MUGLER JEWELRY DISRUPTIVE, AVANT-GARDE APPROACH

In jewellery fashion the sophistication of the 1980s is back. Bangles, necklaces, rings reach size XXL.

By Cody

MUGLER JEWELRY DISRUPTIVE, AVANT-GARDE APPROACH

In jewelry fashion, the sophistication of the 1980s is back. Bangles, necklaces, rings reach size XXL. It can never be big enough. After the epoch of minimalism, delicate rings, and elegant chains, the real statement pieces are taking over. There is again, “bigger is better.” The season for season jewels is becoming more and more exuberant and opulent.

Play the muscles properly!

Statement jewelry is inspired by history, films, pop stars, and fantasies of designers. Look at the theatrical jewelry works of Thierry Mugler from the 1980s, or the Jewelry Madonna or other pop stars have worn or are wearing. Designers get their inspiration from their surroundings, Bicycle chains, or other tools from the neighbor's repair shop serve as a template for jewels. Fashion houses such as Loewe, Chanel, and Balmain put their model's enormous chokers around their necks or look at the TV anchors. This fall, massive Jewelry is en vogue as it was in the ’80s.

MUGLER defends a disruptive, avant-garde approach to the world through the prism of Monsieur Mugler’s imagination, influenced by culture. The MUGLER jewelry experience offers everyone the pleasure of transforming themselves, the giddiness of transcending themselves, the power of shaping their image. In both fashion and Jewelry, MUGLER unsettles, inspires, and accomplishes, reconciling the demands of the extraordinary with the surprise of the outrageous.

But reactions to Mugler’s fashion have not always been so light-hearted. Feminists have branded him a misogynist, who turns women into sex objects. Others have accused him of adhering to a Fascist aesthetic. “I want my models to be bigger, stronger, and taller than common mortals,” he once said. “I need superwomen and supermen.” His photos show a preference for monumental sculpture and a world in which buildings or elements of nature dwarf human forms. And Mugler does nothing to dispel any links with Fascist art. Instead, he cites Hitler’s filmmaker, Leni Riefenstahl, as one of his “heroes in real life.” For him, she is “a true artist … who brought an enormous contribution to the development of cinematographic technique.”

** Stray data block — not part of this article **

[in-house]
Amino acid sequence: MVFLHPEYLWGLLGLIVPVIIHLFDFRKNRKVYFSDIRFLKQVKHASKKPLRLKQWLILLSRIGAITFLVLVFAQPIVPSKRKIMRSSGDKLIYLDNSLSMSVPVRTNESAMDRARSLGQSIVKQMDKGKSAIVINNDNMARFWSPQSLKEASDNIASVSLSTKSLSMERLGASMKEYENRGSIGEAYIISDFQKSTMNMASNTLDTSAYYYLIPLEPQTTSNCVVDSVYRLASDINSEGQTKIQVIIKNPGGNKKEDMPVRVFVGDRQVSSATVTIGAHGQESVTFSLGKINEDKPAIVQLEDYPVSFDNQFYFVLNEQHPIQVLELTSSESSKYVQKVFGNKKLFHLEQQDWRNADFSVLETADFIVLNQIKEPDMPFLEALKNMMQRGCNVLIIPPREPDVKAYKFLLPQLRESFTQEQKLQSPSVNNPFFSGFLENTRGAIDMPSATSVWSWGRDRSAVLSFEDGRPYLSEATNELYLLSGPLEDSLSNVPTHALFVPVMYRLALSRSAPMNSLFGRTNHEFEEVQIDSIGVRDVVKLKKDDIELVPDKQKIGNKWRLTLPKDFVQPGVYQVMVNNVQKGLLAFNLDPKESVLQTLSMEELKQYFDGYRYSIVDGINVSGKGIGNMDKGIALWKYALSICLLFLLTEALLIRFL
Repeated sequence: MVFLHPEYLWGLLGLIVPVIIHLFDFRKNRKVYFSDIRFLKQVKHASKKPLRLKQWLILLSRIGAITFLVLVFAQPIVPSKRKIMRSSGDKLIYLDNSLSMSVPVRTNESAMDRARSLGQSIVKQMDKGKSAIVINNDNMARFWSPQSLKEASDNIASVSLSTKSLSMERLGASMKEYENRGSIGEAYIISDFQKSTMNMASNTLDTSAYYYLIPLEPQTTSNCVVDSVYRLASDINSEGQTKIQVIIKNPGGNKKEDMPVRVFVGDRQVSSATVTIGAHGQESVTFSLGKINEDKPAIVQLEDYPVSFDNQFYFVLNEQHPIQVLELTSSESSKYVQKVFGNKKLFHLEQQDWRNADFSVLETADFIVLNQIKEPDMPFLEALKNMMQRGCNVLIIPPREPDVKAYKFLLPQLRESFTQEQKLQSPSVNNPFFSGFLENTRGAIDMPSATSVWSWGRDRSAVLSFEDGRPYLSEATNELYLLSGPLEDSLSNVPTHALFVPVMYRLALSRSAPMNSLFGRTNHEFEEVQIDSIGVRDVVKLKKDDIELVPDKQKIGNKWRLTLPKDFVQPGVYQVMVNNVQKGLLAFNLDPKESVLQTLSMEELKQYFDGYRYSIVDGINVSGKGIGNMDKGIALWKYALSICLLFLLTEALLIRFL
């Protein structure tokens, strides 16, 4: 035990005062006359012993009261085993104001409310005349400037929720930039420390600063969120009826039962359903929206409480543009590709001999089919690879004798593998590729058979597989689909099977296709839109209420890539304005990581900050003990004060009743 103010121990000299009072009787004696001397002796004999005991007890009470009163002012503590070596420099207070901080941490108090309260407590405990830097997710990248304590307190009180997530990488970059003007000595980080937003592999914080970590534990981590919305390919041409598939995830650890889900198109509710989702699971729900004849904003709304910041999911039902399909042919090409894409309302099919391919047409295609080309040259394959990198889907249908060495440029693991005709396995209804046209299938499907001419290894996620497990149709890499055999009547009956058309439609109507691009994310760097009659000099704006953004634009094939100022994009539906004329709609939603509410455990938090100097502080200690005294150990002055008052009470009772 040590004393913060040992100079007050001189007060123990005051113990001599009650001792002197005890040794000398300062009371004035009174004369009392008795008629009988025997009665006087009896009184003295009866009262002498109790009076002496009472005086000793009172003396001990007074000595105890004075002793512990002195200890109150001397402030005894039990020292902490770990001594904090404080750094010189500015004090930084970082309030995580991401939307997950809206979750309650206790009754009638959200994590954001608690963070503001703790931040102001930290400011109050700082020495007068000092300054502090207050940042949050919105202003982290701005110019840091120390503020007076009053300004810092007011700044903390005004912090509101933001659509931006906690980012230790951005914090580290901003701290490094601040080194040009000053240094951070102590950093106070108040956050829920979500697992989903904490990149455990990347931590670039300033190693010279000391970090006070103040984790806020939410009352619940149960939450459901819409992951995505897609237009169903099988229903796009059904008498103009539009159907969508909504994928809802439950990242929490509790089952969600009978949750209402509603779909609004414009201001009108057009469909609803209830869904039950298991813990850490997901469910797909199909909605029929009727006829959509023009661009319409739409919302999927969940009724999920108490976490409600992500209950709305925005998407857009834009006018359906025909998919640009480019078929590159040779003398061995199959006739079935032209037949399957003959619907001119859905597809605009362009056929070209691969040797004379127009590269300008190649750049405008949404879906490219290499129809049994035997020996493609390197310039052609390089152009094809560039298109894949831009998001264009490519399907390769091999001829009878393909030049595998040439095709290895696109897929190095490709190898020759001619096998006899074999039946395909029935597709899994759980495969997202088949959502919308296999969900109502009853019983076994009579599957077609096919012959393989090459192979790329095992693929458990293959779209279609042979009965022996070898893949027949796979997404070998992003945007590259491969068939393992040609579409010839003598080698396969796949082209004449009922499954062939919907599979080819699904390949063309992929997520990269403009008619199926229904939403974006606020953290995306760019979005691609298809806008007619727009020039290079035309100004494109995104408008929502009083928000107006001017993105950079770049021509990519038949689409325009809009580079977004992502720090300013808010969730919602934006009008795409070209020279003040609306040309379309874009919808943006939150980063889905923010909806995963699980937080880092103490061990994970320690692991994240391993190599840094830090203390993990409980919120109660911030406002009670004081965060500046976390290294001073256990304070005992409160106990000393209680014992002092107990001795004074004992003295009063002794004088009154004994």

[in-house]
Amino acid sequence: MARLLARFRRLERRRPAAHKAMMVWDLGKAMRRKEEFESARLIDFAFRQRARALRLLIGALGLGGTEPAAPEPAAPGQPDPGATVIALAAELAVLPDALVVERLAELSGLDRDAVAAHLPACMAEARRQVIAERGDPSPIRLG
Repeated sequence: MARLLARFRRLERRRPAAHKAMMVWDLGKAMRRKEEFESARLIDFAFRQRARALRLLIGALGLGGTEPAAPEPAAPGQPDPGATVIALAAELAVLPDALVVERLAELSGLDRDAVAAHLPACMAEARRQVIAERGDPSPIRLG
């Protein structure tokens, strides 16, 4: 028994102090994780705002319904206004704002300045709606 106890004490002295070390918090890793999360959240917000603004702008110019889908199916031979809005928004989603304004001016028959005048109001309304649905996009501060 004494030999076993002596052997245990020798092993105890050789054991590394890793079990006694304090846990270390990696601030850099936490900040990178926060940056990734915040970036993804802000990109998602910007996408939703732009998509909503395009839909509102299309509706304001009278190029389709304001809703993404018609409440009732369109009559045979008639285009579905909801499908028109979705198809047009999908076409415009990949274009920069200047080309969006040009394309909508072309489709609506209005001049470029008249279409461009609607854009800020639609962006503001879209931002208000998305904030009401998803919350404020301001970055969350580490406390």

Whatever the prevailing trend in fashion, Mugler has retained his vision. “All the top designers fling themselves at every fashion magazine in existence to see what is going on elsewhere and to spot trends,” says Francois Baudot. “Thierry doesn’t look at them. He is in his world, and his obsessions are always the same.”

Whatever the persona, however, Mugler always seems to go to extremes. “When he goes swimming, he’ll swim for miles.” “When he goes on trips, it’s always to somewhere quite extreme – to an immense desert of Greenland.” He also regularly disappears without leaving his close business partners a means of contacting him. He now spends six months of the year in New York, and Paris has a house near the Buttes Chaumont park. As he does not like furniture, it is practically empty.

In the past, Mugler has been compared to Peter Pan, and he seemed thoroughly delighted about this. “Yes, I like that. It’s true that I had a period when I dressed like Peter Pan in tights and the same sort of shoes. I like his naivety, his ability to fly away, and to be free”.

Mugler Details Jewelry Embellished Ear Cuff in Silver Coated Brass Spring 19 Mugler Details Jewelry Embellished Dagger Earrings in Silver Coated Brass Spring 19 Mugler Details Jewelry Ball Pendant long Earrings in Silver Coated Brass Spring 19 Mugler Details Jewelry Ball Ear Cuff in Gold Coated Brass Close Up Spring 19

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